The major airports are among seven destinations being dropped from the airline’s global network.
With no domestic market to fall back on, airlines based out of Singapore and Hong Kong are particularly vulnerable to the effects of the ongoing Covid-19 pandemic. For Cathay Pacific, laying off nearly 20 percent of its global workforce—with remaining pilots and cabin crew members given substantial pay cuts—and the closure of regional subsidiary Cathay Dragon may not be enough. Hong Kong’s flag carrier has now decided to cut seven unprofitable routes, mostly long-haul services to North America and Europe.
According to the South China Morning Post, whose reporters spoke to airline employees and viewed an internal memo, Cathay is axing flights to Brussels and London Gatwick. Similarly, the Hong Kong–Dublin route will not be making a comeback after its suspension last year. Three routes to the United States are also being terminated: Washington, D.C. (Dulles), Newark, and Seattle, which was launched only last April. Cathay Pacific will still serve London and New York via regular flights to Heathrow and JFK.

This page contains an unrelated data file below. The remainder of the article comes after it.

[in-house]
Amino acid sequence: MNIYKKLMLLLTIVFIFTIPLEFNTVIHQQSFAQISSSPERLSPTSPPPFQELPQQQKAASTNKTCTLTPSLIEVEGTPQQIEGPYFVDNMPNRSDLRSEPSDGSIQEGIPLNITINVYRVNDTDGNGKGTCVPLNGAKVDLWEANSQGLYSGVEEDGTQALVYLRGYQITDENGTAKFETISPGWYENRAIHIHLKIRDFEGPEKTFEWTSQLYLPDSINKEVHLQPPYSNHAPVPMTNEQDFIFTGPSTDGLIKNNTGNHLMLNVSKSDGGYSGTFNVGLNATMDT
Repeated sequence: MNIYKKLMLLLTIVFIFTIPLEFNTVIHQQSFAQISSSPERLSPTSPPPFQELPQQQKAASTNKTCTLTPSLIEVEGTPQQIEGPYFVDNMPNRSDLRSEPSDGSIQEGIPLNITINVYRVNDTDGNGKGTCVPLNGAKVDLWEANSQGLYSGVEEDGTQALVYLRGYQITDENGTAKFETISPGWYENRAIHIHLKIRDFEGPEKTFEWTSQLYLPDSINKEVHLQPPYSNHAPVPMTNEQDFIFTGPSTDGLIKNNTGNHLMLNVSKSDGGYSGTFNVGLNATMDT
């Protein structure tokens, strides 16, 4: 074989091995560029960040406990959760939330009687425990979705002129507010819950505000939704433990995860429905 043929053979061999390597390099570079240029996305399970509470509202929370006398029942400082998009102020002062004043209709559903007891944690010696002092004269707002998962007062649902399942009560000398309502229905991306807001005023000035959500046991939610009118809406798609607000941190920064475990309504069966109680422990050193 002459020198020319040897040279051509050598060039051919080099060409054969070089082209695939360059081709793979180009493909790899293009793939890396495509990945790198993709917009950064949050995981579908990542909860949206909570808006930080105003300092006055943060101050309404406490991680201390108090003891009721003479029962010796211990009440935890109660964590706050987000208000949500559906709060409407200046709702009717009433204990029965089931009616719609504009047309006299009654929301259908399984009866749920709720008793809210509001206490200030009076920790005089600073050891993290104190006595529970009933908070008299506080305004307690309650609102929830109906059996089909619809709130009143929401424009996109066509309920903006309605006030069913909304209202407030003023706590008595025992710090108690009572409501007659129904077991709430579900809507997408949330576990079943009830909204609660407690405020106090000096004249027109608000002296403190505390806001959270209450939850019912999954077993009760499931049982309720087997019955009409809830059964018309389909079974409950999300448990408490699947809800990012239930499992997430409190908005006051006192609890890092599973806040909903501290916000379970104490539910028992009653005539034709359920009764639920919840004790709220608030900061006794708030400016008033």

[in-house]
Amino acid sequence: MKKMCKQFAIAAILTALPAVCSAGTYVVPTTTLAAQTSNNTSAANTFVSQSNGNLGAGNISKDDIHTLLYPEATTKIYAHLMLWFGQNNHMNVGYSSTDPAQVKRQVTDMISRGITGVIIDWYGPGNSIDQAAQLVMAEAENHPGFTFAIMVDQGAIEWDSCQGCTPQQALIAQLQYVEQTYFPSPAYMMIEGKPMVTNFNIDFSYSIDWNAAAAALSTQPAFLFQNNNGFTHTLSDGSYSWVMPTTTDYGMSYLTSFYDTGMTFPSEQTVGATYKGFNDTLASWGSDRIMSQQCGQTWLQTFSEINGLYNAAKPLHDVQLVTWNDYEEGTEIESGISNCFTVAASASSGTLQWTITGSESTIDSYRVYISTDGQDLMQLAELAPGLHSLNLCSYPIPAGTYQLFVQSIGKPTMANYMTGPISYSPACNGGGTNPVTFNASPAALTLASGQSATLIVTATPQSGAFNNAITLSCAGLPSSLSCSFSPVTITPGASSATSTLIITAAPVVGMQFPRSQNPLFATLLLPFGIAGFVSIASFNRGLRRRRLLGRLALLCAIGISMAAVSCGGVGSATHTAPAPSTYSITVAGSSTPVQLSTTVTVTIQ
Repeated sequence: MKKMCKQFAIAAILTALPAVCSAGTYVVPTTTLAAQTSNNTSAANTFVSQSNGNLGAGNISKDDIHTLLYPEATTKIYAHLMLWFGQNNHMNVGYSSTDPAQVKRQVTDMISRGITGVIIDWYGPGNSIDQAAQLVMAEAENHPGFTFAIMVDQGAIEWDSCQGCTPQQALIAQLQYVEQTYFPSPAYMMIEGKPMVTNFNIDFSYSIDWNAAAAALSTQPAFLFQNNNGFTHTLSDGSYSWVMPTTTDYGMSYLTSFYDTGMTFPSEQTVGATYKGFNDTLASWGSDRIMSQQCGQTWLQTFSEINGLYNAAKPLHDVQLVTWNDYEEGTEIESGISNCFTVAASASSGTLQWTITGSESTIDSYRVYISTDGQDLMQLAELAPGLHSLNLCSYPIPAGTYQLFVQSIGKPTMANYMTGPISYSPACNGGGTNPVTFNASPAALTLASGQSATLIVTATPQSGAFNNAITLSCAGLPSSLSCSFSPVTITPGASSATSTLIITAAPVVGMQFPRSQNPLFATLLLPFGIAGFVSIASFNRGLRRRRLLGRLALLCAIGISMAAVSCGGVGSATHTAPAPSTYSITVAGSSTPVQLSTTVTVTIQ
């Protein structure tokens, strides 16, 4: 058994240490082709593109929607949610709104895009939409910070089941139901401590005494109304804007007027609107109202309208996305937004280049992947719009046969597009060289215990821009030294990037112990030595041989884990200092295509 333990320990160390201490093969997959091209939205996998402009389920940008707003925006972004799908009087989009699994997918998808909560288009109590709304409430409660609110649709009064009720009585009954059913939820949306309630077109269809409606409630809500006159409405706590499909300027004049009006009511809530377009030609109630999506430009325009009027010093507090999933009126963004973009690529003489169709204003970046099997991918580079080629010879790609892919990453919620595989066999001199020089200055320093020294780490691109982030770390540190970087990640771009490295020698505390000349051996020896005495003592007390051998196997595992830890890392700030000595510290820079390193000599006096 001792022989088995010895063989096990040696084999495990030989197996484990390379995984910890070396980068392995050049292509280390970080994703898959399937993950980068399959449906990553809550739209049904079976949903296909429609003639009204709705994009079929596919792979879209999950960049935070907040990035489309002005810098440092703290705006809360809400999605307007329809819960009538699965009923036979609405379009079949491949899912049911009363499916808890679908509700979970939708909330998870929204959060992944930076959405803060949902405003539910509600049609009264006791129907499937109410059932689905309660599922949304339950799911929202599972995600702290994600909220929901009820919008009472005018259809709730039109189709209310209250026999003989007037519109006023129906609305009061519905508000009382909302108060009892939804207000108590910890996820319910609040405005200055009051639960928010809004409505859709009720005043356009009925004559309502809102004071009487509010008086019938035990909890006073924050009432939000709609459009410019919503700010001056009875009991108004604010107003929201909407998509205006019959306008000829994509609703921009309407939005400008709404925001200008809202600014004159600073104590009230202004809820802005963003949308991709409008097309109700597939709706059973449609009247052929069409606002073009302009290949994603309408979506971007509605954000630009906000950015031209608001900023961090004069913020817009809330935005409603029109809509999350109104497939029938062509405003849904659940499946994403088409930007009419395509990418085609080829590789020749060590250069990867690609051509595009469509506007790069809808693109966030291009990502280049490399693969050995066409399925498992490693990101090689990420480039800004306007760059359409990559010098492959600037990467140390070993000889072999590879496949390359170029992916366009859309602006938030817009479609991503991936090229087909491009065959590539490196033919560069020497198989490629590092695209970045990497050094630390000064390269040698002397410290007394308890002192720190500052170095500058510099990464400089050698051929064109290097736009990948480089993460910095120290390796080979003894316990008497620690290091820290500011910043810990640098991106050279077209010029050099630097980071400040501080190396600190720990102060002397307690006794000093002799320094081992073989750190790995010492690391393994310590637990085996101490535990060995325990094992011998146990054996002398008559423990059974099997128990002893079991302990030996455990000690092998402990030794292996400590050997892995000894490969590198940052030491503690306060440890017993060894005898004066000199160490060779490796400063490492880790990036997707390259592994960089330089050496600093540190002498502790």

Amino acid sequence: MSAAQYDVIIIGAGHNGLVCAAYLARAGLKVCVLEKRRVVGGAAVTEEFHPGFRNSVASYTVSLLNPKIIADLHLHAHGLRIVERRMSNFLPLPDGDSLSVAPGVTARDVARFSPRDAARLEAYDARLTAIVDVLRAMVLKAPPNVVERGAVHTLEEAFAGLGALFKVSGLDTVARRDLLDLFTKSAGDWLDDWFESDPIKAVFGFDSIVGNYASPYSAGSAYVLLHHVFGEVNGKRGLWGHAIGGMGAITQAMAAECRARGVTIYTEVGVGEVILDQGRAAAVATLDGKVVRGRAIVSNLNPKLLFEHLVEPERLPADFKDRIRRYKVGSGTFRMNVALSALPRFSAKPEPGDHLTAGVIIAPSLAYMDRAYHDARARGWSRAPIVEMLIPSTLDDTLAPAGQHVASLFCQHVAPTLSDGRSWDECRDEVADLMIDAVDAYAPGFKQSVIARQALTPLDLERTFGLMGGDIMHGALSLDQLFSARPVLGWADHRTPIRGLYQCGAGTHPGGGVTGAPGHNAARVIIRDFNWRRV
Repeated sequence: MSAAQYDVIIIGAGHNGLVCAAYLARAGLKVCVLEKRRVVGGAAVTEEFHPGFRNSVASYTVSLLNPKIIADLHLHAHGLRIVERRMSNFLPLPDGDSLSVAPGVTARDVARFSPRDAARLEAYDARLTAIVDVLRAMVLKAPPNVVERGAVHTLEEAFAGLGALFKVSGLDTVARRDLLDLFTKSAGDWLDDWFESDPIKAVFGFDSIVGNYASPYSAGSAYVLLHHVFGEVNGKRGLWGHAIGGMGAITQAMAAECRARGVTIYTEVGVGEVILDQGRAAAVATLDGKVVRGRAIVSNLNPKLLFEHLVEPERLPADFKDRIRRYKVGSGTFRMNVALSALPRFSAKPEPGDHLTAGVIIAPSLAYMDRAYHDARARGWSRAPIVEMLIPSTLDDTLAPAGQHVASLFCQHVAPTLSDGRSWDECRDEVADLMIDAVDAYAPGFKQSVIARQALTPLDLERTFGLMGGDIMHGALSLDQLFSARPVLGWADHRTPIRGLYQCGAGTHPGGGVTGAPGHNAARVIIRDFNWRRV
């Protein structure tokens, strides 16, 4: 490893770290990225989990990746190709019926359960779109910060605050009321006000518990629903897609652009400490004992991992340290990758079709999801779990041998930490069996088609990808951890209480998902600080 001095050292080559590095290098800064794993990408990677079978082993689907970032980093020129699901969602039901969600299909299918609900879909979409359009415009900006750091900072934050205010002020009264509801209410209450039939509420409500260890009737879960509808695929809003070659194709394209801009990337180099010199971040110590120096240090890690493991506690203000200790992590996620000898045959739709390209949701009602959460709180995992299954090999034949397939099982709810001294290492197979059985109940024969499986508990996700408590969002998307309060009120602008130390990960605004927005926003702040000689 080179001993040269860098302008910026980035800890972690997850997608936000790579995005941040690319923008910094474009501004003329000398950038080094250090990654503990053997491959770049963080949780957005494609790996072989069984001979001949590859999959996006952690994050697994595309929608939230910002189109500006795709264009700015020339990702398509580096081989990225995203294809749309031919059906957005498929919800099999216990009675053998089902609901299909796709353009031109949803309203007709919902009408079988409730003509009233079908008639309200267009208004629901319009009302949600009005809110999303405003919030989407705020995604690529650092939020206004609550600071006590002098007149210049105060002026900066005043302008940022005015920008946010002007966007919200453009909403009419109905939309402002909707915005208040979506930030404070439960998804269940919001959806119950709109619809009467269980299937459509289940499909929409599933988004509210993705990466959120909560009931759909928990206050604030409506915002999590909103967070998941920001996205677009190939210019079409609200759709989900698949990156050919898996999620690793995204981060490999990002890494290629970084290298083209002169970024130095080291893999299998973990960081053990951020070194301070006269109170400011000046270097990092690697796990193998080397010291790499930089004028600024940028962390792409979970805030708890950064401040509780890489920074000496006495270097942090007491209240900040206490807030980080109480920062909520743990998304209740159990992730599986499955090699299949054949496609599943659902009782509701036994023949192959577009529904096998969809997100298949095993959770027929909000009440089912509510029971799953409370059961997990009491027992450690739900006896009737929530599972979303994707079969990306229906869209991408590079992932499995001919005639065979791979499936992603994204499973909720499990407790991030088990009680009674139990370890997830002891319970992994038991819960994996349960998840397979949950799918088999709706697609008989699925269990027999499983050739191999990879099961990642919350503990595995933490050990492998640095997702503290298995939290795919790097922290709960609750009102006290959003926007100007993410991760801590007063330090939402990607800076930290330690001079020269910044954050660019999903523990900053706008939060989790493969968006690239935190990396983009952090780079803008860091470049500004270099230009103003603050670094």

Another casualty is the nonstop route between Hong Kong and Male’s Velana International Airport. This means that Hong Kong–based travelers who book future holidays in the Maldives will have to transit in cities like Bangkok, where there are typically flights from both Suvarnabhumi and Don Mueang.
While the South China Morning Post said the airline was open to the possibility of reinstating some of those routes at a later date, when global travel rebounds to pre-pandemic levels, the likelihood is that any resumption will not happen for some time to come. “We expect to operate well under 25 percent of 2019 passenger capacity in the first half of 2021 and below 50 percent for the entire year,” a Cathay spokesperson told the paper. “After careful consideration, we believe it is unlikely we will operate flight services to these destinations in the near future. We remain in a very dynamic situation and we will continue to review our flight network,” she added.